See some of the best foam rollers on the market and how to use them.

2. Pain relief creams, balms and patches

If you feel incredibly uncomfortable with your DOMS, avoid taking painkillers - don’t dull your pain receptors so you can power through another workout or you’ll risk injury. An alternative is to use creams, balms and even patches.

Try the zinging sensation of Tiger Balm or drugstore creams such as Deep Heat. When in discomfort, apply liberally (don’t get it in any, erm, sensitive areas though) and let the potions sink into your muscles. Why not even try a Deep Heat patch for any particularly problematic areas!

3. Sink into an Epsom Salt Bath 

A bath really does solve a multitude of issues - after a hard day, sinking into a bubble bath can provide much needed aid to stress… but why not switch the bubbles for Epsom Salts after a particularly hard workout?

Epsom Salt has been used for 100’s of years to ease aches and pains. When dissolved in warm water, it breaks down into magnesium (which we all know is key to muscle recovery and reduction of inflammation) and sulphate. The magnesium helps with muscle regeneration and flushes out lactic acid buildup in the muscles - remember, lactic acid is not the cause of DOMS. It’s to do with micro-tears within the muscles.

Soak yourself for 15 minutes to let your skin absorb as much as it can - but no longer! You don’t want to start reabsorbing the toxins eliminated by the Epsom salt.

4. Put yourself in hot water

As mentioned above, baths are the way to help you unwind and destress, both mentally and physically. A steaming hot bath post-workout can help your DOMS as it will dilate blood vessels that promote blood flow and help muscles relax.

Hot baths can improve your circulation, however you’ll need to be in hot water for a decent amount of time in order for the deep tissue to benefit… but who’s going to complain about having to take an hour-long hot bath?

5. An intense ice bath (if you dare)

Alternatively, you can turn the temperature waaaay down and plunge into an icy cold bath. The cooler temperatures reduce inflammation and swelling by reducing the blood flow to the muscles in pain. But it is controversial on whether it actually can diminish the feeling of DOMS. Studies have shown that ice cold baths are better than nothing (i.e. lying on the sofa) but could potentially be a placebo effect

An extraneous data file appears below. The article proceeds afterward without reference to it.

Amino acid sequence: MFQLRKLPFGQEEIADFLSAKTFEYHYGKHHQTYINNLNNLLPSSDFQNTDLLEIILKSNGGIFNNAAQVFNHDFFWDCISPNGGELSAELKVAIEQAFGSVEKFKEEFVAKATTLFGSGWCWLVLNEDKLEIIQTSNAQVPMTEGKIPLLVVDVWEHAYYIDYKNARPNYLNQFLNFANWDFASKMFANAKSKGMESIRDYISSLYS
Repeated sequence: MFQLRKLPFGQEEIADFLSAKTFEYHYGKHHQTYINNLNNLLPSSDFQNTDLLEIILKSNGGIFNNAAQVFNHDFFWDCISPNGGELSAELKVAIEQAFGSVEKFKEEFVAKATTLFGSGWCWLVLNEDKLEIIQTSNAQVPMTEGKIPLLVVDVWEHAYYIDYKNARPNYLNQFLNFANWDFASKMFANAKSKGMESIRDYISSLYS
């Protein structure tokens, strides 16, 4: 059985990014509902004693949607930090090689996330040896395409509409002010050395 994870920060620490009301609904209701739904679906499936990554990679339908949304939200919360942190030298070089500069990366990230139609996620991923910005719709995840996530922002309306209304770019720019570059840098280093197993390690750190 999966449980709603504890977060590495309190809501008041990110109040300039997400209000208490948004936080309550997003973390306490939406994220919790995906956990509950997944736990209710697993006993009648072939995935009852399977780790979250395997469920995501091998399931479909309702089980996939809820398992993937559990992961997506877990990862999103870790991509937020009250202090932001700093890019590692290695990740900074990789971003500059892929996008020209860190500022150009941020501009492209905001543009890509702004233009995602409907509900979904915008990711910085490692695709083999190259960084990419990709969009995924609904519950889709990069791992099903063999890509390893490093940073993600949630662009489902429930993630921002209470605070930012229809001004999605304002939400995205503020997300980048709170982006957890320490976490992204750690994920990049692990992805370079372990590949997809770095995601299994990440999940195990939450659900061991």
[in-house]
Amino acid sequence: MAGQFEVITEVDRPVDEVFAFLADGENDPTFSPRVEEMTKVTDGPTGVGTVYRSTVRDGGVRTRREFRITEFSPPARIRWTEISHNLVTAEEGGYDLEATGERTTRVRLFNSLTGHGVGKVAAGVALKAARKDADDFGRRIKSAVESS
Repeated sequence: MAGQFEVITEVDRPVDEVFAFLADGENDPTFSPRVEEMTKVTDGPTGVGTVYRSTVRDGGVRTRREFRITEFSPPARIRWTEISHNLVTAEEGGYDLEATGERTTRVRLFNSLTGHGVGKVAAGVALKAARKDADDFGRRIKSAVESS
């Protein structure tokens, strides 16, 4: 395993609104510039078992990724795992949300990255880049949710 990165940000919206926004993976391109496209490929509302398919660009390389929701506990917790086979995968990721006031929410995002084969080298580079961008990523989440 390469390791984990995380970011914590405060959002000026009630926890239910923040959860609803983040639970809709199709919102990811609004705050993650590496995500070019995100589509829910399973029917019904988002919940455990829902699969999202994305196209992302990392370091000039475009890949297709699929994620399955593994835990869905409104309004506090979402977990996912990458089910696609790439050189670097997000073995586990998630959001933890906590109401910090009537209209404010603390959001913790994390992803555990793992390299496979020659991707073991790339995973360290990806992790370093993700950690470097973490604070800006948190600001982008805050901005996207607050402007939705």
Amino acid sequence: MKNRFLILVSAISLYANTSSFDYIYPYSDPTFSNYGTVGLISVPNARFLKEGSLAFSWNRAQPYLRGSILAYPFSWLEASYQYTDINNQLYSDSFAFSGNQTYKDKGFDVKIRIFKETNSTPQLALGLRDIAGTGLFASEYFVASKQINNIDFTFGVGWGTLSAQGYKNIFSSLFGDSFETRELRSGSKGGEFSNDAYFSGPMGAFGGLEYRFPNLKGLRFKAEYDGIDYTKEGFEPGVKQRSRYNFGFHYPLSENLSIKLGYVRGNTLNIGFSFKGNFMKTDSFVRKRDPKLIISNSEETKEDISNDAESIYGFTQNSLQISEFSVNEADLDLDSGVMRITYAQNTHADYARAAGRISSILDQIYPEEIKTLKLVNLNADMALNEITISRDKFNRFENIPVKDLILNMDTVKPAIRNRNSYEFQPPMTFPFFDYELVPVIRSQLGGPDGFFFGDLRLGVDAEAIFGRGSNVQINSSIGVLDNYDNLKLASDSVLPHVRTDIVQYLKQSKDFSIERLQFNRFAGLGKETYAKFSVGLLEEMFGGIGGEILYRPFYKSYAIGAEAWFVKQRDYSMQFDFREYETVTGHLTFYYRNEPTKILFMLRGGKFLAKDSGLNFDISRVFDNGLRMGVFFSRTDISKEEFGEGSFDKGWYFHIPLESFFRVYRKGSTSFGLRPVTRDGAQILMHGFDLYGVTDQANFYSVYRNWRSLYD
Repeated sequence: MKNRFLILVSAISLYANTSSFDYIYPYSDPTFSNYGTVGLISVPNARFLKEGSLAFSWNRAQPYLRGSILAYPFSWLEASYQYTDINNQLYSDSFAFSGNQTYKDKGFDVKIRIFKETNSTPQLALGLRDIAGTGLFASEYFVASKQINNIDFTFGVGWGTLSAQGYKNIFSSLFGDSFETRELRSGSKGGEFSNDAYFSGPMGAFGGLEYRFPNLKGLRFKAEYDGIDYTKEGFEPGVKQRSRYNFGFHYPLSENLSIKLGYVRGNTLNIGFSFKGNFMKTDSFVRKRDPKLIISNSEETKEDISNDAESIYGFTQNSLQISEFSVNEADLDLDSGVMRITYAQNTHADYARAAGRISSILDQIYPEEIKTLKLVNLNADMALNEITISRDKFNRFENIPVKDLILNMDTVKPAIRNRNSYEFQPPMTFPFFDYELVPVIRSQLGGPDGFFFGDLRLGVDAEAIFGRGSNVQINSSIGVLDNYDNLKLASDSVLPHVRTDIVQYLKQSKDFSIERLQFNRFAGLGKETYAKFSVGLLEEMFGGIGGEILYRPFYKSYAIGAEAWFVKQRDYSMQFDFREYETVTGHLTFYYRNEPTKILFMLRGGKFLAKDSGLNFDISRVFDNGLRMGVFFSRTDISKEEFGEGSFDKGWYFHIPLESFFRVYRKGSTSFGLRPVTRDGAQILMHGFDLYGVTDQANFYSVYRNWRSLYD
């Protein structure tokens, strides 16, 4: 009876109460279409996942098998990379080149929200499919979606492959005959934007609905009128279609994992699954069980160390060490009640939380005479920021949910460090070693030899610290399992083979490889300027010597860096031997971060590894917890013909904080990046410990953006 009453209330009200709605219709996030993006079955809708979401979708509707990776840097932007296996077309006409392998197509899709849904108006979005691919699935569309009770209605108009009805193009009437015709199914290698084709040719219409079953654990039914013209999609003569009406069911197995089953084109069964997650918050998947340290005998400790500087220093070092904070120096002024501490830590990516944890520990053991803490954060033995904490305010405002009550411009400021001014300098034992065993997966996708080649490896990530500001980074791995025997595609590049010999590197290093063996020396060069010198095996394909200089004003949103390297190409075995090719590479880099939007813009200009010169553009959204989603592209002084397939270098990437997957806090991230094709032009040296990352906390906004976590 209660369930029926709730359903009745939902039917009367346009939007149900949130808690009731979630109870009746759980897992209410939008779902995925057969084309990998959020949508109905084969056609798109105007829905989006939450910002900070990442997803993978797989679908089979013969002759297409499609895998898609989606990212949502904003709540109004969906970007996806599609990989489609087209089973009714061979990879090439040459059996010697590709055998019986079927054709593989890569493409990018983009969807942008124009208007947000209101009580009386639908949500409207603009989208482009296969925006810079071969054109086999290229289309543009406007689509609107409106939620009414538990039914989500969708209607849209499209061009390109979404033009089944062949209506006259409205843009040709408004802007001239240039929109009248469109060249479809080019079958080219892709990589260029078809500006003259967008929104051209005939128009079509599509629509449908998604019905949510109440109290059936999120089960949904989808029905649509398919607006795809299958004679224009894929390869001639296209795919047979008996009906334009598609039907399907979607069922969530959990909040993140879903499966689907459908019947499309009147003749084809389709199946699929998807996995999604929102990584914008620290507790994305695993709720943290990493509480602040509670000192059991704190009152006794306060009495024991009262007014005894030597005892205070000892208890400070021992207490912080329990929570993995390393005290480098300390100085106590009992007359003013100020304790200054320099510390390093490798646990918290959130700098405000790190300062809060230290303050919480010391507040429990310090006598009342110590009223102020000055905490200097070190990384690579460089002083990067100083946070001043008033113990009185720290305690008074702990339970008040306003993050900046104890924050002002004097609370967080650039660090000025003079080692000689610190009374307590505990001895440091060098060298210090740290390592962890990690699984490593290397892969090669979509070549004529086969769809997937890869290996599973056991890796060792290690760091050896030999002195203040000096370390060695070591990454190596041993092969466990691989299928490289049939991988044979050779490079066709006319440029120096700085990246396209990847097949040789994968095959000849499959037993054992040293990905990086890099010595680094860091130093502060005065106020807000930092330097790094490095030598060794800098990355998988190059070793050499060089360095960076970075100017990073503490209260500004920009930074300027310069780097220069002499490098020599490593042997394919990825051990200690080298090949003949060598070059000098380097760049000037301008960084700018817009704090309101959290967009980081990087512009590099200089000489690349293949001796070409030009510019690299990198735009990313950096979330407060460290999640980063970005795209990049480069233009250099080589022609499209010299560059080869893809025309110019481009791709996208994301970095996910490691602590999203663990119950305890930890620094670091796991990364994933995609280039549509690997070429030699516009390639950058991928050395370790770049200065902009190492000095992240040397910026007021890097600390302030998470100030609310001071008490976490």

Use cold water from the tap with some trays of ice cubes, and submerge yourself within 20 minutes of the exercise. But be aware of the shock cold water can have on the body - it’s not for everyone!

You could also try Contrast Water Therapy (CWT) to treat the pain - submerge yourself in cold water to contract the blood vessels, move to warmer waters and the veins will expand to overcompensate, bringing a rush of blood filled with nutrients to help injured tissues recover.

6. Eat right!

Healthy eating and fitness go hand-in-hand. You can’t have one without the other and expect to hit your fitness goals, so be sure to fill your belly with the right nutrients that will give you energy, strength and the healing powers to reduce any DOMS!

  • Whey protein rich foods: cottage cheese, quinoa, beef, yoghurt
  • Anti-inflammatory foods: Manuka honey, nuts (almonds and walnuts are fab), seeds, green leafy vegetables, blueberries, strawberries, oranges, olive oil.
  • Antioxidant foods: Turmeric, green tea, pecans, kidney beans, Goji berries
  • Magnesium rich foods: dark green leafy veggies, such as Spinach, whole grains (brown rice and whole wheat bread), beans and nuts, avocados.
  • Omega-3 fatty acids: salmon, mackerel, tuna, sardines

DOMS is a way of life, but there are some ways to reduce the intensity. Follow our above tips and tricks and see if you notice a difference next time you hit a workout hard!

And remember, don’t push yourself to a level that will put you at risk of injury. Take care of yourself - fitness is a journey and there’s no need to rush it faster than is possible!



Sophie Saint

Written by Sophie Saint

Exercise used to always terrify me, until I was forced to face it head-on with an impending surfing trip. I entered the world of MoveGB and never looked back.... Yoga, gym sessions and the odd round with a punchbag opened up my eyes to getting active and feeling awesome from it! Travelling, social media and blogging are what I love both in and out of work. And Turn'd Up dance has become a serious obsession now...